The role of GLD and SLV

Good Delivery gold bars

Alasdair Macleod – 12 May 2013

In August 2011 I wrote to the Financial Services Authority to seek confirmation that the London-based custodians of SPDR Gold Trust (GLD) and iShares Silver Trust (SLV) were being regulated as custodians, despite the fact that physical bullion is not a regulated investment. After some chasing on my part I finally got a response, kicking my letter firmly into touch. The FSA accepted that the custodians (HSBC Bank USA NA for GLD and JP Morgan Chase Bank NA London Branch for SLV) were regulated, but appeared to be unwilling to do anything about it other than to pass my letter on to “the supervisors of the relevant firms”.

My reason for writing to the FSA was to establish if allegations were true that bullion owned by these two trusts was being used in contravention of custody agreements. If they had any foundation there would be an important regulatory risk for the FSA which should be drawn to their attention, and in any event needed clarification to prevent a false market. Suspicions that this was the case were fuelled by obvious conflicts of interest in the firms concerned. The sensible course for the FSA would have been to investigate the matter with the custodians and give them a clean bill of health, or alternatively take appropriate action in the event of a breach. Instead, they ducked the issue, leaving the impression that there was indeed a problem.

This may have been to do with the fact that bullion, being dealt with in an over-the-counter market, operated under a different set of dealing and settlement procedures from a normal regulated investment. Subsequently the 2012 GLD prospectus was amended under “Risk Factors” on page 12, by the insertion of a new clause headed “The custody operations of the custodian are not subject to specific governmental regulatory supervision.” It is now clear that the FSA had ceded its custodial responsibility to the “best practices of the LBMA”.

This matters because investors naturally expect custodians to be properly regulated. It also matters because the bullion market settles through a separate entity called London Precious Metals Clearing Limited (lpmcl.com) owned by five LBMA members, including the two custodians for GLD and SLV. LPMCL is therefore at the heart of the London bullion market.

Because the bullion market in London is over-the-counter, bullion banks are exposed to counterparty risk, unlike traders on a regulated market. And if a big bullion bank fails, which is certainly possible in a global banking crisis, all the bullion held by the members of the LPMCL both for themselves and their clients could become available to central banks managing the crisis through the Bank of England.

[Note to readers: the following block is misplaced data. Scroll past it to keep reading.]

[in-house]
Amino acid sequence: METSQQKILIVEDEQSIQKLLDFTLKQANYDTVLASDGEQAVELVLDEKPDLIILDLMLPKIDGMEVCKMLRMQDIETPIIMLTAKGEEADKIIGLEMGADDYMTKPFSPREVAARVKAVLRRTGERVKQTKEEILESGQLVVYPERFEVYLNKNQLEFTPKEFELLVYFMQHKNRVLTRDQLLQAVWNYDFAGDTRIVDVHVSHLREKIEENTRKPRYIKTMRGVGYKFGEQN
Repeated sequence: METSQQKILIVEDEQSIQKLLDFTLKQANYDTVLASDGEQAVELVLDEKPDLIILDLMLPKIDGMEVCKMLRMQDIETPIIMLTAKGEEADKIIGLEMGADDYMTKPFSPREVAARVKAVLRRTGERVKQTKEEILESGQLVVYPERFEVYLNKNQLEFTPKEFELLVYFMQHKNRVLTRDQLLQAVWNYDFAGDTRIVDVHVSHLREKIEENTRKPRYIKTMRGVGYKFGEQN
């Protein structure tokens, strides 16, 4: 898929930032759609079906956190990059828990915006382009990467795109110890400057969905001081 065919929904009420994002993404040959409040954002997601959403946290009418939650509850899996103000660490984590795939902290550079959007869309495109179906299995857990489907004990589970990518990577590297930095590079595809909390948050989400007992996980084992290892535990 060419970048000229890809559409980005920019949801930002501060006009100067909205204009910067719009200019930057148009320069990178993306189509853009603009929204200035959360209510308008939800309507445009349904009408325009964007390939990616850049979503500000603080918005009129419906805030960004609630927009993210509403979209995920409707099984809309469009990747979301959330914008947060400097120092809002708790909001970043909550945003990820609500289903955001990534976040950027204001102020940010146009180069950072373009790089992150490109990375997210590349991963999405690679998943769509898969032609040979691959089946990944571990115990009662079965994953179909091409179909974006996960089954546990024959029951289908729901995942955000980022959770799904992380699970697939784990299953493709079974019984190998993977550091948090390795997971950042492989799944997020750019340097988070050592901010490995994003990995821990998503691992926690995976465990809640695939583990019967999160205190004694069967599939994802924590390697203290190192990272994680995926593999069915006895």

In a systemic meltdown it may be naïve to expect central banks to fully respect property rights. So GLD and SLV are only suitable for investors prepared to accept a lower standard of custodial regulation, and who look to benefit from a rising gold or silver price until they decide to take their profits. They are definitely not for those seeking a safe haven or hedge from a financial crisis.

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FinanceAndEconomics

Alasdair started his career as a stockbroker in 1970 on the London Stock Exchange. In those days, trainees learned everything: from making the tea, to corporate finance, to evaluating and dealing in equities and bonds. They learned rapidly through experience about things as diverse as mining shares and general economics. It was excellent training, and within nine years Alasdair had risen to become senior partner of his firm. Subsequently, Alasdair held positions at director level in investment management, and worked as a mutual fund manager. He also worked at a bank in Guernsey as an executive director. For most of his 40 years in the finance industry, Alasdair has been de-mystifying macro-economic events for his investing clients. The accumulation of this experience has convinced him that unsound monetary policies are the most destructive weapon governments use against the common man. Accordingly, his mission is to educate and inform the public in layman’s terms what governments do with money and how to protect themselves from the consequences.

7 thoughts on “The role of GLD and SLV”

  1. Thank you, Mr. Macleod, for this information.
    In a systemic meltdown I would expect any paper certificate to become worthless. The only hedge from a financial crisis is a fully controlled metal we may carry around in our pockets.
    Therefore in the current market I would not be interested in GLD and SLV or any other “monetary certificate” of any kind.
    Or do you see any other certificate we may trust in a systemic meltdown?
    Thank you for clarifying the topic.

  2. Hi jwr

    I would want to be out of paper in a systemic meltdown. Having said that if you want to go the ETF route, there are far better ETFs around. They must be independent and incorporated outside the G20.

  3. bullionvault.com; you can google this; is a custodial partner for the small investor. you can read all about them on their website. They have an extrememly transparent and simple business model; I suppose you call it a paper substitute; because it is a depository and at the end of the day what you have is a certificate that your silver or gold is deposited; but there’s absolutely no nonsense going on; and as you’ll see when you study the website; it’s all very real. Actually it’s a unique business model.

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